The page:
Is Estate Planning One of Your New Year’s Resolutions? Nine Questions to Get You Started (Part 1)

People often start the New Year with goals for themselves for the year such as improving their health or writing a book. Making a last will and testament or other estate planning documents is also a common goal at the start of the year. How can you begin this process?

To begin, it’s important to understand what estate planning does as well as the ways it helps you and your loved ones. Estate planning is a way to protect you and those closest to you during your lifetime as well as after your death. You can be in control of much of what happens and who will be in charge of certain things if you become incapacitated or after you pass away. Expressing your wishes in legal documents can prevent conflicts between loved ones and can prevent unnecessary loss of time and money.

Here are nine questions to answer to formulate your estate plan:

Nine Questions

1. Who do you want to make financial decisions on your behalf if you are unable to do so?

If you become incapacitated and unable to manage your financial affairs, who is someone you trust to help you and to access your accounts and pay your bills?

2. Who do you want to make medical decisions on your behalf if you are unable to do so?

If you are in a coma or have a medical condition that causes you to become unable to communicate, who do you wish to be your healthcare proxy to speak with your doctors and make healthcare decisions on your behalf?

3. Do you have wishes for your end-of-life care?

This is a difficult topic to make decisions about, but it would likely be far more difficult for your loved ones for these decisions to be left up to them. Do you have wishes regarding life-prolonging measures you want to take in the case of a terminal condition or end-state illness?

4. What are your assets?

When it comes to your assets, it’s important that you know what property you own and how it is titled. Also, make sure that beneficiary designations are up-to-date for bank accounts, investments, retirement accounts or IRAs, and life insurance policies. These types of accounts will go to the beneficiaries that you name even if your will lists someone else.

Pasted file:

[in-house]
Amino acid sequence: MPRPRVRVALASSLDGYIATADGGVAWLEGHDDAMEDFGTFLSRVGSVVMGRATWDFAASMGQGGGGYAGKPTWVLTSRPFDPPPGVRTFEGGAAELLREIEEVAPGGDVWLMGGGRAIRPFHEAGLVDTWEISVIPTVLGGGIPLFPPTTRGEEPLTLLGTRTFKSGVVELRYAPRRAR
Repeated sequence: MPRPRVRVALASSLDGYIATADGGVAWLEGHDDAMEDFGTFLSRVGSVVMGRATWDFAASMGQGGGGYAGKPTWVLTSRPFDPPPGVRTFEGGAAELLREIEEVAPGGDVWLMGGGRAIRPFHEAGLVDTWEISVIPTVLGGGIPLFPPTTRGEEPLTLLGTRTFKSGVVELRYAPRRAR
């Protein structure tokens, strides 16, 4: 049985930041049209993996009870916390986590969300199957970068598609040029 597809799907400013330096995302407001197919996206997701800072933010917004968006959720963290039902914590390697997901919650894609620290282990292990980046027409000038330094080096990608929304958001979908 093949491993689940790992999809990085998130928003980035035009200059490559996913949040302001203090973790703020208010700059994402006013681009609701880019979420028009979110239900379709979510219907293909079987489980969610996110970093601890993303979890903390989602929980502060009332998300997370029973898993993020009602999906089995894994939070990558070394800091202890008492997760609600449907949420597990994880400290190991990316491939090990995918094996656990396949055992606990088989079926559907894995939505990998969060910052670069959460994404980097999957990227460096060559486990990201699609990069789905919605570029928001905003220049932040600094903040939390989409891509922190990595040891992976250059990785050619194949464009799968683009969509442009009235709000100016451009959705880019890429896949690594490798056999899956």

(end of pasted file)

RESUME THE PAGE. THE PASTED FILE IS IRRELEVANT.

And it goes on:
5. Who are your beneficiaries?

If you do not name beneficiaries in your will, state laws may determine who gets what in a way you do not wish or may not expect. Decide who you want to inherit your property, and if you wish to, you can arrange for money to be held for minor beneficiaries in a trust.

6. Who do you want to care for your child(ren)?

If you pass away while you have minor children, they may need a guardian. Although naming a guardian to care for your children is not an easy decision to make, it is better to make this choice instead of leaving this decision up to a probate court.

7. Who do you want to care for your pet(s)?

The law considers your pets to be property, so it’s important to decide on who you want to give your pet to as well as if you want to leave money for the care of your pet.

8. Who do you want to manage your estate?

You’ll want to choose someone (called a personal representative or executor) who will be responsible for handling your estate and following the terms of your will.

9. Do you need life insurance or long-term care insurance?

If you have young children or dependents, you may want to consider term life insurance policies in order to provide for them if you die prematurely. You may also want to consider long-term care insurance to pay for nursing homes and end-of-life care.

In the next post, I’ll write about next steps in creating your estate plan.

For help with your estate plan, contact us at Wilson and Wilson Estate Planning and Elder Law, LLC at 708 482 7090 for our main office in LaGrange, Illinois or at 847 656 8958 for our Northbrook, Illinois office.